Link share

UK watchdog’s Woodford fund fix could derail $1.7bn Link-Dye and Durham takeover

Join now for FREE unlimited access to Reuters.com

  • British watchdog eyes $358million repair
  • Link Fund Solutions managed now collapsed Woodford Equity Income Fund
  • Dye & Durham buys Link Administration for $1.7 billion
  • DND in active discussion with Link regarding Woodford repair

LONDON, Sept 12 (Reuters) – Link Fund Solutions, which managed the bankrupt LF Woodford Equity Income Fund, could be forced to pay up to 306 million pounds ($358 million) in damages, the Financial Conduct said on Monday. British authority.

The FCA was reacting to news that Dye and Durham (DND.TO) was offering to take over LFS and six other companies from Australian stock registration firm Link Group (LNK.AX), all cleared by the watchdog British finance.

Dye & Durham (DND.TO) and Link received approval from Australia’s competition regulator for the takeover last week, ending a nine-month acquisition saga that has seen several rival bids and bidders collide. dispute Link’s stake in the online real estate settlement company. PEXA Group (PXA.AX). Read more

Join now for FREE unlimited access to Reuters.com

The planned takeover forced the FCA to inform the market of its lengthy investigation into WEIF’s collapse in June 2019, which left more than 300,000 investors at a loss.

LFS was the authorized corporate manager of the 3.7 billion WEIF, which was eventually shut down in October 2019, and whose assets were selected by veteran star manager Neil Woodford.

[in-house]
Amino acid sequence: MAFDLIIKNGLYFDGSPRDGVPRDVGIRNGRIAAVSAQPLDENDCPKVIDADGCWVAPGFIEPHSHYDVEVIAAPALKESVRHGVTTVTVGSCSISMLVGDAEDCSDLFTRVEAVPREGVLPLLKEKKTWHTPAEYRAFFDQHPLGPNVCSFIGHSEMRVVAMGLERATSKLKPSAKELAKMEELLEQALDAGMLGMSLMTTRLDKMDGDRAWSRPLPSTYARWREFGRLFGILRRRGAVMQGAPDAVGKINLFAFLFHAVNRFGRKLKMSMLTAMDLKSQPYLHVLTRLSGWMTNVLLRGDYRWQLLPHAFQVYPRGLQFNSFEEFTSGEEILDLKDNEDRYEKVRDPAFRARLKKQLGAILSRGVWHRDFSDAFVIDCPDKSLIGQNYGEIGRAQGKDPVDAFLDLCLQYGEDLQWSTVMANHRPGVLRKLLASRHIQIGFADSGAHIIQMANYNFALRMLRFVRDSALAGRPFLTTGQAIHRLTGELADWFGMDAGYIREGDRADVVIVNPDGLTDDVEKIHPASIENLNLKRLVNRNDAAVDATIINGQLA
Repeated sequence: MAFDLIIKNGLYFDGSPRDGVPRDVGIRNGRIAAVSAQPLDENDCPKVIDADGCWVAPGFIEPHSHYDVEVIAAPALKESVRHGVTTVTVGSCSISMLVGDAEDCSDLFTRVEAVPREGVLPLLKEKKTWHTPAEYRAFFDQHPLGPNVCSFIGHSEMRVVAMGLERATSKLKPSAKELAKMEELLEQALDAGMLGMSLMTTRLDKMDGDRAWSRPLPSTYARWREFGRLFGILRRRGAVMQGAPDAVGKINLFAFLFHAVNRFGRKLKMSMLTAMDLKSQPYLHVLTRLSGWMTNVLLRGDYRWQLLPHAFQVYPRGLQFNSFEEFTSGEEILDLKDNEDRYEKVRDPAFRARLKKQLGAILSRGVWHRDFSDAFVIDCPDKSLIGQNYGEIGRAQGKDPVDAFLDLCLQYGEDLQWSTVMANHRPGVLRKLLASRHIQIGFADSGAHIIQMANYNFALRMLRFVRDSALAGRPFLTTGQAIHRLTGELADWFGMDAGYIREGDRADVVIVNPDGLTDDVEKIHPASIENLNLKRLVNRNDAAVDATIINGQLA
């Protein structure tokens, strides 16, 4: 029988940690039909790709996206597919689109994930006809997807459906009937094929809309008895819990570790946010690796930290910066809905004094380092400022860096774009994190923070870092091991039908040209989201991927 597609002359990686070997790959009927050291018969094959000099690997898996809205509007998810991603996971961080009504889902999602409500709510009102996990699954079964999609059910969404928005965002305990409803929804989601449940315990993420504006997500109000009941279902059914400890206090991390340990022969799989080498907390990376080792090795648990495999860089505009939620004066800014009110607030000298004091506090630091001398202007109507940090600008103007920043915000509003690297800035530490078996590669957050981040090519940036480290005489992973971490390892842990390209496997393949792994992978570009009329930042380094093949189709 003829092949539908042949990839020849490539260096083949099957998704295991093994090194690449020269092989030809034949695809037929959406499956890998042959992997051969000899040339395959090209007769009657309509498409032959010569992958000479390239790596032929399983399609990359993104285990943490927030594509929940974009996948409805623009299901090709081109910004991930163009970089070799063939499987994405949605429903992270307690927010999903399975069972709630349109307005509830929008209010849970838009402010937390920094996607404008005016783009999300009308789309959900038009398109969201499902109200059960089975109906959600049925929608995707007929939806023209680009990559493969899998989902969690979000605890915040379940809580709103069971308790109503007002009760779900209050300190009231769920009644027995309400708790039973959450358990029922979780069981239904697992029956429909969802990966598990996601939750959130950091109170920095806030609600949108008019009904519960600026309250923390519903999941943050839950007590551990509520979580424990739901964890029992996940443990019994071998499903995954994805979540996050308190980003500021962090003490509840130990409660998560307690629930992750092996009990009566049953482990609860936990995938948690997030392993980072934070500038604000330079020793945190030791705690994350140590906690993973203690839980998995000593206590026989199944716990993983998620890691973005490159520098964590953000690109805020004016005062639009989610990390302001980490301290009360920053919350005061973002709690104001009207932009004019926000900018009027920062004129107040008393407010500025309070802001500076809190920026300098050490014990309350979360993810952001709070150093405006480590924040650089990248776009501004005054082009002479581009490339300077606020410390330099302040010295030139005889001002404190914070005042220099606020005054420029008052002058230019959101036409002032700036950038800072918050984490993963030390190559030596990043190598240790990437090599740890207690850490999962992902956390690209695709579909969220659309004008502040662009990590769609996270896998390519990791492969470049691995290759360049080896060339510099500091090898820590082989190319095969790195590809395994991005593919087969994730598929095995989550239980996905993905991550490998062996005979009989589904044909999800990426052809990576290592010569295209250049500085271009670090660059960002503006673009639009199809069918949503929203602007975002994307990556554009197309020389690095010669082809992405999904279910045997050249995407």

“The FCA has investigated the circumstances leading to the suspension of the WEIF and will likely seek to require the LFS to pay a fine and/or redress for consumers,” the FCA said.

Woodford has been criticized by lawmakers and investors for holding a large number of illiquid assets, making it difficult to meet buyout calls after months of underperformance.

“This proposed remedy reflects the FCA’s current view of LFS’ failures in managing WEIF liquidity,” the regulator added.

Link Group, in a statement to the Australian Stock Exchange, said LFS “does not agree with the FCA’s view” and will explore all options, including challenging any notice of warning that may be issued by the Regulatory Rulings Committee.

“Link Group has made no commitment to fund or financially support LFS,” the Sydney-based company said. “Link Group considers that any liability relating to Woodford’s business will be limited to LFS.”

Dye & Durham said Monday evening it was assessing the impact of the proposed condition on the proposed takeover of Link Group, and was in active discussions with Link to resolve the issue. (https://bit.ly/3eJ0LO5)

The Canadian software company has received change of control approval from the FCA for six of the seven UK regulated entities owned by Link Group, it added.

The FCA has approved the acquisition of LFS by D&D, subject to a commitment to make up any shortfall within LFS in the amount available to cover any repair payments.

No other conditions were imposed on LFS or the six other companies taken over by D&D, the FCA said.

The watchdog said it could not provide further information as its investigation into the circumstances surrounding WEIF’s suspension continues, but it will provide an update as soon as possible.

The FCA told lawmakers in January that it was close to making a decision on whether to take enforcement action regarding WEIF’s suspension in June 2019. read more

($1 = 0.8546 pounds)

Join now for FREE unlimited access to Reuters.com

Reporting by Huw Jones and Sameer Manekar; Editing by Jonathan Oatis and Lisa Shumaker

Our standards: The Thomson Reuters Trust Principles.